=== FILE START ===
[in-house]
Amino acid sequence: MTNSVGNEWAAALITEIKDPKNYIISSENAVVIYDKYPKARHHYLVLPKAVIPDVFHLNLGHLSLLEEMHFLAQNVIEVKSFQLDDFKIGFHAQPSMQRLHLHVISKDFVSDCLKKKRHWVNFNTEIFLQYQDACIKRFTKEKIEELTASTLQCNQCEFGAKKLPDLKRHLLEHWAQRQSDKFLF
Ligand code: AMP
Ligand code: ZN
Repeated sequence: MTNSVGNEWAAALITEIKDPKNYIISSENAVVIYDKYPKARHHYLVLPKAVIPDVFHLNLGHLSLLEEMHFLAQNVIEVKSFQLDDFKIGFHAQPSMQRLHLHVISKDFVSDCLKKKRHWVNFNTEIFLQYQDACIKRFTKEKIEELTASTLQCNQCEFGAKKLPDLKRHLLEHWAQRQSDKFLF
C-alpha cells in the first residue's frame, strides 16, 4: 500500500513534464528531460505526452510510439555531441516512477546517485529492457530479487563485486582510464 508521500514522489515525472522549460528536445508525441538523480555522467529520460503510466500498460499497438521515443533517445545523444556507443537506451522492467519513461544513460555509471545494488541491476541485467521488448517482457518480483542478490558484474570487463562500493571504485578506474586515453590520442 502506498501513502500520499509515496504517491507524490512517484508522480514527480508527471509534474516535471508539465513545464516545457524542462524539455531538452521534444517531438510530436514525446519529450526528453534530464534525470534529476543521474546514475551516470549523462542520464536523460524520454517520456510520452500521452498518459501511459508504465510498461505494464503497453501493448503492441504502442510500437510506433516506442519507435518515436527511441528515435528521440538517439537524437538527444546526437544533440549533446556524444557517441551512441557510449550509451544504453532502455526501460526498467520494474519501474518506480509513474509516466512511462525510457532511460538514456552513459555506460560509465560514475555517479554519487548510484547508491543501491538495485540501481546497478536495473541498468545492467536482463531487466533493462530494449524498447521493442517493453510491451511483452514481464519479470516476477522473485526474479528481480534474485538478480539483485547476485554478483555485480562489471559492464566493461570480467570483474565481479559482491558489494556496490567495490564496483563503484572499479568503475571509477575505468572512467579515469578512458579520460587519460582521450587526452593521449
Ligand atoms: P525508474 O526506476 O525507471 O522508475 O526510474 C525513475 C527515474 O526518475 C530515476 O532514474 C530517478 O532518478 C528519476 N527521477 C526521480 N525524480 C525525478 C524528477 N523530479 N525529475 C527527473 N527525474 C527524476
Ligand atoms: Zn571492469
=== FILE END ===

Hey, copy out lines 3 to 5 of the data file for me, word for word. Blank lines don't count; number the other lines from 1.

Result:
Ligand code: AMP
Ligand code: ZN
Repeated sequence: MTNSVGNEWAAALITEIKDPKNYIISSENAVVIYDKYPKARHHYLVLPKAVIPDVFHLNLGHLSLLEEMHFLAQNVIEVKSFQLDDFKIGFHAQPSMQRLHLHVISKDFVSDCLKKKRHWVNFNTEIFLQYQDACIKRFTKEKIEELTASTLQCNQCEFGAKKLPDLKRHLLEHWAQRQSDKFLF